Tocqueville, Social Media, and Democracy

Salon Discussion | Dr. Richard Gunderman | January 30, 2024

“Can we keep our democracy? Looking at new forms of social media through the lens of Tocqueville‘s masterpiece, “Democracy in America,” we gain a deeper understanding of the threat posed by social media and the steps we can take to bolster the future of government of the people, by the people, and for the people.” –Richard Gunderman

Join us on January 30th at the Columbia Club for an engaging Tocqueville Salon Discussion on “Tocqueville, Social Media, and Democracy,” led by Dr. Richard Gunderman, MD, PhD, MPH. The event kicks off at 5:30 PM with a reception featuring drinks and light hors d’oeuvres, followed by a 6:00 PM presentation and a Socratic 90-minute discussion in the Crystal Terrace on the 3rd floor. Explore the parallels between Alexis de Tocqueville’s “Democracy in America” and the contemporary landscape of social media. Tocqueville’s warnings about the potential tyranny of the majority and the importance of civic engagement resonate in today’s digital age. Social media, often considered virtual town squares, raises concerns about echo-chambers and the dominance of influencer opinions, impacting public discourse. Admission to this enlightening event is generously provided by friends of The Remnant Trust, but seating is limited, so register early. Dr. Richard Gunderman, a distinguished professor at Indiana University, brings a wealth of knowledge with multiple professorships in various fields. With over 950 articles and 15 books to his name, including notable works like “We Make a Life by What We Give” and “Tesla,” Dr. Gunderman’s expertise adds depth to the discussion. Don’t miss the opportunity to gain insights into navigating the challenges social media presents to contemporary democratic ideals.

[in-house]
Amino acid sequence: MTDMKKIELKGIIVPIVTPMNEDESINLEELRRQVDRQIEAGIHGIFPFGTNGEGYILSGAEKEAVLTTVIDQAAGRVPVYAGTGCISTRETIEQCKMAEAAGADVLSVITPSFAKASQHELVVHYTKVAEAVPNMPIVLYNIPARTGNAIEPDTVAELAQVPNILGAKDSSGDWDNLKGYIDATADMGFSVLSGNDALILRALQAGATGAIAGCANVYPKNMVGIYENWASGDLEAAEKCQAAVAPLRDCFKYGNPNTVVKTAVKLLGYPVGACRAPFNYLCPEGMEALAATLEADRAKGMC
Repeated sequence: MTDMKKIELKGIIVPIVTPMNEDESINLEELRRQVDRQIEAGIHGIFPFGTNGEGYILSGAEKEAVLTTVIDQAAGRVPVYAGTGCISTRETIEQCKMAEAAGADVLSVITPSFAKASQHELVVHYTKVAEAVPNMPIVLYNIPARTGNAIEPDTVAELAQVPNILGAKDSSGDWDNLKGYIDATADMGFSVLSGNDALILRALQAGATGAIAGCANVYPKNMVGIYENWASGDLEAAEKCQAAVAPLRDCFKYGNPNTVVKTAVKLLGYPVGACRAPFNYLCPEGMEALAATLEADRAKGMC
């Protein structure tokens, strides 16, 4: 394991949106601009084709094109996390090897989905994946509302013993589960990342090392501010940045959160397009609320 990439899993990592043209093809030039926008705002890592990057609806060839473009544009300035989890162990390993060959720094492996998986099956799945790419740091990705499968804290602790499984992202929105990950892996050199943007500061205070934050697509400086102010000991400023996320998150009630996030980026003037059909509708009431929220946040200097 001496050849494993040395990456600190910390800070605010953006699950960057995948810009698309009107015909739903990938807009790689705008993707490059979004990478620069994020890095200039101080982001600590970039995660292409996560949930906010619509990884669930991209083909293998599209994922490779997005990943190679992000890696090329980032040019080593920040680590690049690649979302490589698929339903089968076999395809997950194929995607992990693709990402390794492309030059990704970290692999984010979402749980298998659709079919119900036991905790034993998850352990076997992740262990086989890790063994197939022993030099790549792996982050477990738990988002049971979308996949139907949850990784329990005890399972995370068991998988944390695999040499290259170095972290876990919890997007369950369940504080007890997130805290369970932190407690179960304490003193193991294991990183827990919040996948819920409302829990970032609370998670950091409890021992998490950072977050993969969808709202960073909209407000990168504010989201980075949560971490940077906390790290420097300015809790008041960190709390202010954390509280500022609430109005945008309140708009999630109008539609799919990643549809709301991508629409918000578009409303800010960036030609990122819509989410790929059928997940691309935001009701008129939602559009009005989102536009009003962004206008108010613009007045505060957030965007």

Classical Works and Tocqueville, Social Media, and Democracy:
  • Democracy in America by Alexis de Tocqueville, 1841: Why are public associations essential to American democracy, and why are newspapers essential to public associations?
  • The Federalist Papers by Hamilton, Madison, Jay, 1788: Why is diversity of interest and opinion vital to the security of democratic civil rights?
  • First Amendment to the US Constitution by United States Congress, 1789: Why are freedoms of speech, press, assembly, and petition of the government vital to democracy?
  • Lincoln-Douglas Debates by Abraham Lincoln, 1860: In a democracy, why is the molding of public sentiment even more important than the making and interpretation of the law?
  • On Liberty by John Stuart Mill, 1859: Why is it so necessary in a democracy that people listen to points of view with which they disagree?
Modern Reading
  • Amusing Ourselves to Death by Neil Postman, 1985: What kind of a medium are social media, and how are they shaping how we speak, think, and feel?